Published: 24th July 2020
This sibling duo's start-up uses AI-enabled technology to assess student abilities to help better evaluation
Edu-WUDI evaluates the skills and interests of students outside of the set curriculum to allow them to understand their personal preferences
Who are you?
No, I’m not here to fuel your existential dread. But in case you’re still in school and dreading to answer the question, Edu-Wudi might be just the platform for you. In 2014, Arjun Hari struggled to answer this question in his first year of MBA at IIM Kozhikode. The engineering graduate from NIT Calicut could barely remember why he chose the profession in the first place. So he decided to venture further and see if that was a common sentiment.
In the same year, he decided to set up WUDI, an AI-driven data analytics platform. Arjun says, “We are not your basic EdTech start-up. We’re not busy creating content or giving you instructions on what to learn. We focus on whether there is some mechanism behind finding out who we really are. For example, let’s say I’m 21, just got out of engineering college and looking for a job. The problem is that I still wouldn’t know what I’m good at. My engineering degree doesn't tell me what I'm good at. After 18 odd years of education, we have no idea about ourselves or what we have to offer. Is there a solution?”
This is what Edu-WUDI, the education arm of the start-up aimed to answer. The platform is designed to understand a student from a subjective context and tries to discover their skill, talents and abilities using machine-supported Artificial Intelligence. The software is used by teachers, coaches and trainers in the various institutions that WUDI has partnered with to enter subjective questions based on the interests, co-curricular inputs and other skills of each student, so their abilities can be evaluated independent from simply their exam answers.
LAB STORY: WUDI was integrated into IIMK Live
In 2015, WUDI was integrated into IIMK Live, the institute’s entrepreneurship incubator. Arjun approached his sister, Nikita Hari, a Cambridge Doctoral Scholar and a Post Doctoral Fellow from Oxford, who was an expert in the fields of semi conductors and artificial intelligence who was involved in teaching since her college days. She joined in on the project and brought in a vast network of academic connections that allowed them to introduce the programme to over 15 countries.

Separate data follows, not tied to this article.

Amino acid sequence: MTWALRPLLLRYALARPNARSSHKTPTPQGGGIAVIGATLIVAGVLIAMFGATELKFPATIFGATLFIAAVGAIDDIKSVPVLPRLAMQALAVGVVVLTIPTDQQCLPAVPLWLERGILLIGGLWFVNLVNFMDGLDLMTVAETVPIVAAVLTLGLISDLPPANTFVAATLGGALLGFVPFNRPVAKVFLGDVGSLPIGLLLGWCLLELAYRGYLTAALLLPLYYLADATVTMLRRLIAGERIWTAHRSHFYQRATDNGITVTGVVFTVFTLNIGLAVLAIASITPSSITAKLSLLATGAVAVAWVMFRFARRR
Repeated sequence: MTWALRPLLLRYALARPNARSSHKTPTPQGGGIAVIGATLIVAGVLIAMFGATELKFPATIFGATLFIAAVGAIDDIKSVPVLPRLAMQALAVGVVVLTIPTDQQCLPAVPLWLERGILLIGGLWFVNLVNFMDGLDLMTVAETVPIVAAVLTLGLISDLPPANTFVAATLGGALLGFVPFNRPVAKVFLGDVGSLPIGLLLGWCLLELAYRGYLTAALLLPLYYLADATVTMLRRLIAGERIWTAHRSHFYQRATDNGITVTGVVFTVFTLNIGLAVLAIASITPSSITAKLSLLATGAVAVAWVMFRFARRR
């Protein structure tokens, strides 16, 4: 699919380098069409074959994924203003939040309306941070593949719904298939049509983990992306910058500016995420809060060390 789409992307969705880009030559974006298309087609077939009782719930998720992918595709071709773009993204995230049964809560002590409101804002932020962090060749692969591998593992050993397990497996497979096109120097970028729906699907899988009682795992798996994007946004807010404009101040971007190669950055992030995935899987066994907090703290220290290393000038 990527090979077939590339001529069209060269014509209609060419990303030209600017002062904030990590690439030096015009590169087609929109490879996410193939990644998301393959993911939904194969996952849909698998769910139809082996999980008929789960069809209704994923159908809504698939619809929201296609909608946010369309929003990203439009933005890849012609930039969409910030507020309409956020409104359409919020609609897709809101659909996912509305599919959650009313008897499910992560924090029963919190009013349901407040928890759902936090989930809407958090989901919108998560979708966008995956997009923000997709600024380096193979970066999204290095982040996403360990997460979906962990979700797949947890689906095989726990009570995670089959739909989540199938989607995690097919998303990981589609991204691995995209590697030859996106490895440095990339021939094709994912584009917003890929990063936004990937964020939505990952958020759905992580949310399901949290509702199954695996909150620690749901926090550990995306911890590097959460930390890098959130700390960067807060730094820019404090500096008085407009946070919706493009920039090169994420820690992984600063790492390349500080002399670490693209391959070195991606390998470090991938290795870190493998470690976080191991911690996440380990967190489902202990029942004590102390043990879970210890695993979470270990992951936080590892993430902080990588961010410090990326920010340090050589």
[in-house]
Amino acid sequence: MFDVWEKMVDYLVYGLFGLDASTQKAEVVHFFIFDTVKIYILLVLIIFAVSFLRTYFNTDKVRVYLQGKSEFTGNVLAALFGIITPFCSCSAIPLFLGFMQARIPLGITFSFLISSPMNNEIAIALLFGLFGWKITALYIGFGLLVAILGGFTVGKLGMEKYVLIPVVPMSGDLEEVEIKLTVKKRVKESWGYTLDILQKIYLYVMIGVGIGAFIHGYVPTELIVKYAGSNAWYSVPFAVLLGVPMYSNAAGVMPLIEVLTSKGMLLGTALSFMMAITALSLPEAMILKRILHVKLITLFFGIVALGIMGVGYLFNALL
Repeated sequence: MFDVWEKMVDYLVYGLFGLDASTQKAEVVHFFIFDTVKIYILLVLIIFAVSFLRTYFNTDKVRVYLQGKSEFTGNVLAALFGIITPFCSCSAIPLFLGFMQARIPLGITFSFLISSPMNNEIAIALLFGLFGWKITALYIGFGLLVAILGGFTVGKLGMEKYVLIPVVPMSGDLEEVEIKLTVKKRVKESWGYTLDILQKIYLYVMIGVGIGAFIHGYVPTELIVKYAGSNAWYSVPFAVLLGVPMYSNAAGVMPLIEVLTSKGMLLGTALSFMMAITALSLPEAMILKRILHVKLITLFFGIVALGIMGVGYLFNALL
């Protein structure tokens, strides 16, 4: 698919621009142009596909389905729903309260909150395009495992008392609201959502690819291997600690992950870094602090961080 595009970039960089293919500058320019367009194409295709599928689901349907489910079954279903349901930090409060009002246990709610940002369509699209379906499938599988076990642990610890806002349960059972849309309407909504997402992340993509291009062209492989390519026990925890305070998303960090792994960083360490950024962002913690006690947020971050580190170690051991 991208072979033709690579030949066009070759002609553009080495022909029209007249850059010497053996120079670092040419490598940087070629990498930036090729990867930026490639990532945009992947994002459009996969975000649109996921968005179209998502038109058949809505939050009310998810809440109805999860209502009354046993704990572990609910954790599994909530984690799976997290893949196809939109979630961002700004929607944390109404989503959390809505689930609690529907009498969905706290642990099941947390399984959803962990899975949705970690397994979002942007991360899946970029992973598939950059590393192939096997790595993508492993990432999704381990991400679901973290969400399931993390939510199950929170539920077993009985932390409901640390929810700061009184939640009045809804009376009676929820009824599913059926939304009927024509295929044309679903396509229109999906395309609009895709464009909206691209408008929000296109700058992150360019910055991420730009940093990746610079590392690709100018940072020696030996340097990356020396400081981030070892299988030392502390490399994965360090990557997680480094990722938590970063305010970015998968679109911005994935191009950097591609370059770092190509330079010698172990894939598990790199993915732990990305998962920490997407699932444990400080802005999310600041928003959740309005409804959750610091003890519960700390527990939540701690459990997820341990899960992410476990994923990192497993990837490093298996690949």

“Why I believe this could make a real impact is that there’s no intervention by an individual at any point, so it’s a continuous process that has no human judgement involved,” explains 30-year-old Arjun. “Almost 95 per cent of engineers are people who are unemployable. And the same was true for many other degrees. But you can’t blame the degree. Something is clearly wrong with the individual or the ed system. So we looked at the individual. We usually know what we want by 11th or 12th standard. We make a clear diversion there when we choose the subjects we want. Then your options get increasingly narrower. At that juncture, many of us just choose the most convenient option or the one that others tell you. By taking that human influence out, we are allowing students to make their own informed choices based on their skills and qualities alone. “
When they approached schools to do the research, the team found that teachers were overloaded with information and work, so they had a daunting task in front of them as to how they could borrow the teachers’ valuable insight of their students without sacrificing their time. They optimised their platform to ask yes or no questions to the subjective topics that they needed answers for. The AI-enabled machine automatically generates questions based on context. For every class and every subject, it only required a teacher to make the entry once a week, for each student, for them to get at least 40-50 data points from each teacher regarding their students.
Following this, Edu-WUDI’s learning model tries to understand how accurate the data is through an internal correction process to ensure credibility. As biases could present themselves even within the education community, it determines how much weight should be attached to each facilitator’s entry. In the past five years since its inception, the machine has learnt from the various inputs of data that it receives to make calculated decisions. With over 2000 users engaged to it currently, the idea is to continue adding data to perfect it further.
However, conventional schools were not too quick to jump on the bandwagon. So WUDI began to approach unconventional schools where the main idea was to involve the individual. “Lots of schools are coming up where they don't really have a curriculum, it is more of a physical setup with personalised learning. Maybe they have just 20 students but they will all be learning differently. Every day is a new day. We work with organisaions who teach art, quizzing, karate, etc.”
This year, they became one among the 4 start-ups that were chosen from Indian for Startup Istanbul, a platform that displays unique ideas from around the world. From Future Schools in Kochi and a number of educational NGOs, the company is now trying to expand to US and European markets.